“Do not wait for leaders; do it alone, person to person.” - Mother Teresa
A recent installment of the comic strip “The Duplex,” written and drawn by St. Louis area cartoonist Glenn McCoy, featured the central character, Eno Camino, kneeling by the side of his bed. Eno was praying, “Yeah. I know. It’s me again.” It’s easy to relate to Eno and his attitude toward prayer. Praying can feel like an imposition on God, especially if we approach prayer in terms of “wish lists.”
But sometimes, if we’re honest in prayer, we say what’s really on our minds, with results that can surprise us. A few months ago, I was praying at the end of another day and at one point I said “God, you love us too much for our own good.” I’m even not going to pretend I understand what kind of Freudian slip that might have been. What I meant was “God, you love us more than we deserve.” God’s love is far greater than any of us could possibly merit. But that’s not how I said it.
For many years, I began almost all my prayers with thanks. But last year our congregation participated in a study called “A Disciple’s Path.” One segment of the study was on prayer. There were a couple of suggested formats for prayer but the style I was accustomed to using wasn’t one of them. I decided to begin using the “A.C.T.S.” format, for “Adoration, Confession, Thanksgiving, and Supplication.” After all, I had obviously been praying incorrectly for years and the sooner I corrected my mistake the better.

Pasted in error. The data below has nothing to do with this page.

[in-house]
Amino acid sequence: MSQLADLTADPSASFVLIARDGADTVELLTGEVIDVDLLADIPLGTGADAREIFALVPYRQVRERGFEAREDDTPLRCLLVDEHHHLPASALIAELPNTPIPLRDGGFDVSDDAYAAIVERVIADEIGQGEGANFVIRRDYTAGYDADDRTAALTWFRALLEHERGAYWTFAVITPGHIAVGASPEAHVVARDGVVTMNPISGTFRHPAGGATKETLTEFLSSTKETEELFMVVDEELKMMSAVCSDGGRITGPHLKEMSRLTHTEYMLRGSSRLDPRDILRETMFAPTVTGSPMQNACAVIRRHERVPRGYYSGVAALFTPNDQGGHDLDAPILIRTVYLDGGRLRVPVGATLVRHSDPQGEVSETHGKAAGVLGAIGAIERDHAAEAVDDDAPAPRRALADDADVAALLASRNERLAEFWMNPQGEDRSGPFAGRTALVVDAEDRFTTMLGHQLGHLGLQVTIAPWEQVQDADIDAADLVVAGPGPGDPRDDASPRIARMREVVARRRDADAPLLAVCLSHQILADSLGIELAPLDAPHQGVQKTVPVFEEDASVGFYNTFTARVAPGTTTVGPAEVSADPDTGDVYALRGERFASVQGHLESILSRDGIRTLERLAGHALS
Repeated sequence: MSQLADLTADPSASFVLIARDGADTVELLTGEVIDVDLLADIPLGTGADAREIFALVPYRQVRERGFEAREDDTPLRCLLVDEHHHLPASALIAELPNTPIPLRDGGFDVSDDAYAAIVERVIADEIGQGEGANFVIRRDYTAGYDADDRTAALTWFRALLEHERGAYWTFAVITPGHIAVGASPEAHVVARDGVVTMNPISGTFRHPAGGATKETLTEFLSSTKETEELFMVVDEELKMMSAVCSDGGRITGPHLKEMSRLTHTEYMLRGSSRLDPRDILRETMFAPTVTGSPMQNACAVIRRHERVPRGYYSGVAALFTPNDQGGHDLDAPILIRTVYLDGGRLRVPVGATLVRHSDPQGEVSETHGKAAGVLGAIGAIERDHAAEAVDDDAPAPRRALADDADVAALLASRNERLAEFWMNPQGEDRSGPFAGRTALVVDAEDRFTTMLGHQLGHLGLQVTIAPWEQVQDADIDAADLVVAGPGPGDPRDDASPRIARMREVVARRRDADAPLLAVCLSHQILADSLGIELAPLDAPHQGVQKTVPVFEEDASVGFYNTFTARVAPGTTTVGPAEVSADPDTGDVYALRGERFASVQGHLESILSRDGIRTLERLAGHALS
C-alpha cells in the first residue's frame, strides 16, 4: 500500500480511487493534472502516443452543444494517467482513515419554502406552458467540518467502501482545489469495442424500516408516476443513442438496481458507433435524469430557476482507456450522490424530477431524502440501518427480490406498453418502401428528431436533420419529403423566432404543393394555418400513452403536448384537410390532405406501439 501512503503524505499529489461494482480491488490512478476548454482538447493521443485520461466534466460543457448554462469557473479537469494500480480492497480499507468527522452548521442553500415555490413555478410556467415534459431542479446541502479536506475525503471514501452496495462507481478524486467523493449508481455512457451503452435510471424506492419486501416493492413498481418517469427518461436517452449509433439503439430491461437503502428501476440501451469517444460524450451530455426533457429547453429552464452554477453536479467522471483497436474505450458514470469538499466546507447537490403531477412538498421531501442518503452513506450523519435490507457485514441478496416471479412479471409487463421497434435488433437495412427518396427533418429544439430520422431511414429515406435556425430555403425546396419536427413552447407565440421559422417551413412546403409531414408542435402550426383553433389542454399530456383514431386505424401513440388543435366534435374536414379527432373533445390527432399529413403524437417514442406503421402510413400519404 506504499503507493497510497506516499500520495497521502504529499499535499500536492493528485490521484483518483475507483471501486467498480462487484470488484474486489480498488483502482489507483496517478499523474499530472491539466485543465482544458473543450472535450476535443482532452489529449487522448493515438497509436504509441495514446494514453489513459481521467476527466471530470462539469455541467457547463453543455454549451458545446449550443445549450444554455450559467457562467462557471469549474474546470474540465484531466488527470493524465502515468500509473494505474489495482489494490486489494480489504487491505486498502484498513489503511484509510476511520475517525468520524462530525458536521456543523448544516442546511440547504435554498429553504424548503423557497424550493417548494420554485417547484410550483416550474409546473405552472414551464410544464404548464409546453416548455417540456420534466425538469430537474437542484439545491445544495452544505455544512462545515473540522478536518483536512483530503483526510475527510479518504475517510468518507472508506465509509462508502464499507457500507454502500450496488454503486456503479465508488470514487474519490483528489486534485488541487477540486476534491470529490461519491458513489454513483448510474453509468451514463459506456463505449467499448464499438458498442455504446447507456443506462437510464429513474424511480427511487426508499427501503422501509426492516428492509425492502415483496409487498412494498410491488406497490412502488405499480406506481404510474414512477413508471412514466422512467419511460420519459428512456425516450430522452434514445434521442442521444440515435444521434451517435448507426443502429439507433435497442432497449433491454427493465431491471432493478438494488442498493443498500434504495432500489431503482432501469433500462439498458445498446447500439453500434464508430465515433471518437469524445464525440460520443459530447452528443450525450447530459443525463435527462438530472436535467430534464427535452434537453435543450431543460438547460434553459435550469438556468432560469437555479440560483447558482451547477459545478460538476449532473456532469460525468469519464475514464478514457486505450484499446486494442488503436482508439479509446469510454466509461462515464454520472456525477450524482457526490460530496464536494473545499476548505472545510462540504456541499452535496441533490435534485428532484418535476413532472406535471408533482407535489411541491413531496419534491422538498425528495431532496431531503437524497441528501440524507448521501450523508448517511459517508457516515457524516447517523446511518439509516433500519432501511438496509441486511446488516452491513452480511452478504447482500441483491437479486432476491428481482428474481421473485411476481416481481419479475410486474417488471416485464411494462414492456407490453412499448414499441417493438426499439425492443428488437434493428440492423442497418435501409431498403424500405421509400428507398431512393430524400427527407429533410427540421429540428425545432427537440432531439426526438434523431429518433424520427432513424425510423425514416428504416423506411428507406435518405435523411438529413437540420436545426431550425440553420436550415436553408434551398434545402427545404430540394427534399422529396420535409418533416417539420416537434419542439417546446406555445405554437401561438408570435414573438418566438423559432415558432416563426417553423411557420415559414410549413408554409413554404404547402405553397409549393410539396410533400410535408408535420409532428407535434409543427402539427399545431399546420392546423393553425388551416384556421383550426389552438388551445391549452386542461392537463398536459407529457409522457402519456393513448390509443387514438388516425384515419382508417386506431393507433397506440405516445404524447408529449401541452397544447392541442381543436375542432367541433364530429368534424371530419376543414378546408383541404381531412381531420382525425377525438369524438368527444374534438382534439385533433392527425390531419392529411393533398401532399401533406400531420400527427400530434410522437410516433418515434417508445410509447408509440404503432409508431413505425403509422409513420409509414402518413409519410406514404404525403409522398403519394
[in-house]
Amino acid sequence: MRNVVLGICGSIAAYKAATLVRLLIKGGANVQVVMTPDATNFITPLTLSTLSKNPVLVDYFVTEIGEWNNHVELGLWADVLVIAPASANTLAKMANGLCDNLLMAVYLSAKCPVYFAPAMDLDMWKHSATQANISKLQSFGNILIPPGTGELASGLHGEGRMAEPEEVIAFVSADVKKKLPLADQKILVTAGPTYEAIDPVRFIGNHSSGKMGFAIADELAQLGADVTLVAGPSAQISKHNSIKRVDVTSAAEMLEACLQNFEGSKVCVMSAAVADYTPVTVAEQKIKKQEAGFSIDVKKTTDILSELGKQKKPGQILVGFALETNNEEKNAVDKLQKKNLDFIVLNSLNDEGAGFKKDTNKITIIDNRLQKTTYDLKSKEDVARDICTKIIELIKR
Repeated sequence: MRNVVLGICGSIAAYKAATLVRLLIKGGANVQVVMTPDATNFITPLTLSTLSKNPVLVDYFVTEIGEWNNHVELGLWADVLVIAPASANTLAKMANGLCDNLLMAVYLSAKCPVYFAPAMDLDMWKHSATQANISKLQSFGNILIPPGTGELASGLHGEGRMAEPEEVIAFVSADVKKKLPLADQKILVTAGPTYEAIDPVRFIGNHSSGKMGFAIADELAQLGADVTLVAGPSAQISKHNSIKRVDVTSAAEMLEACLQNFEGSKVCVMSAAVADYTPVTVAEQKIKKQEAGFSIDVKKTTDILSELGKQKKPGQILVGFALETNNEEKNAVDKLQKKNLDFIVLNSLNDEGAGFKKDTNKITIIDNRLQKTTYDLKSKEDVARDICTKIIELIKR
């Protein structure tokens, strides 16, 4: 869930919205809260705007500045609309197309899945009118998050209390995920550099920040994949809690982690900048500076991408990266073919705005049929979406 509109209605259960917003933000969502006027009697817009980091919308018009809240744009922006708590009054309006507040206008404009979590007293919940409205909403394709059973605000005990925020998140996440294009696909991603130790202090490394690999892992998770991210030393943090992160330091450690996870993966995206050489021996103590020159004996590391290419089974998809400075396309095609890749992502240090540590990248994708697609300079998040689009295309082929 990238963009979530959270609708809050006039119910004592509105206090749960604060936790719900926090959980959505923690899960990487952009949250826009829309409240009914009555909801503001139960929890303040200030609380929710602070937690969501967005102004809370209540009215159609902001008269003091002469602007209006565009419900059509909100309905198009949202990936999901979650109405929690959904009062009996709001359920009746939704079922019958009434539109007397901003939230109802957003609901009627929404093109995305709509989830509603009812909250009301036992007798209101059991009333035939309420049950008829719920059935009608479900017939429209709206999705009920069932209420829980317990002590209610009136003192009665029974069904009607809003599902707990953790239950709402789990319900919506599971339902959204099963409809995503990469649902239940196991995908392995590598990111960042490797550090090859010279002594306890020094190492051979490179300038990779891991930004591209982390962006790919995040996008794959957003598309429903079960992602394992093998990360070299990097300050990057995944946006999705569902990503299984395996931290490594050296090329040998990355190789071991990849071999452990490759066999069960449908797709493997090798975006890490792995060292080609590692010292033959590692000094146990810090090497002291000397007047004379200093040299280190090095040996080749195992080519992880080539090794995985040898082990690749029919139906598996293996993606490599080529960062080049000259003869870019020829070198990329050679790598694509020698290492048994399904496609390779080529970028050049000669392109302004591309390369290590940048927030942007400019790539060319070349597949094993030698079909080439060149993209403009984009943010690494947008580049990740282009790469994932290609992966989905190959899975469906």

I began starting my prayers with “Adoration,” telling God how wonderful and how great God is, and how vast God’s mercy and grace are. This was the context for my comment about loving us “too much for our own good.” Actually, this attitude has a Biblical foundation of sorts, as found in the story of the Pharisee and the Publican or tax collector (Luke 18:9-14). You remember the story. The Pharisee prayed “‘God, I thank you that I am not like other men, extortioners, unjust, adulterers, or even like this tax collector.’” (vs. 11b ESV). But the tax collector
Of course, most of us are familiar with the Lord’s Prayer (Matt. 6:9-13). It begins with Adoration but follows that with Supplication, followed by Confession, then more Supplication. Of course, Jesus didn’t sin so he had no need to confess but you’d think he would express thanks and teach his disciples to do the same. But there is no thanksgiving in the Lord’s Prayer. Even Jesus didn’t always follow the “rules.”
Whatever format we use, prayer is communication with God. 19th century South African minister Andrew Murray wrote, “Prayer is not monologue, but dialogue. God’s voice in response to mine is its most essential part.” We sin; God forgives. We need; God provides. We ask; God gives. We pray; God answers. And God’s answer is always love, whether we think we deserve it or not.
Even when we can’t express the things we need to pray for, God meets us more than halfway. Paul wrote these profoundly reassuring words about prayer to the church in Rome: “For we do not know what to pray for as we ought, but the Spirit himself intercedes for us with groanings too deep for words.” (Rom. 8:26b ESV). Paul’s words apply to us today. Even when we don’t know how to pray or what to pray for, the Holy Spirit knows and conveys our “groanings” to God. We may not know what else to do for a friend, coworker, or neighbor but one thing we can always do is offer to pray. We might not know the specific need but God does and God will hear and answer our prayer. Sometimes, prayer can be the most powerful witness we have.
“The Lord is at hand; do not be anxious about anything, but in everything by prayer and supplication with thanksgiving let your requests be made known to God.” (Phil. 4:5b-6 ESV.)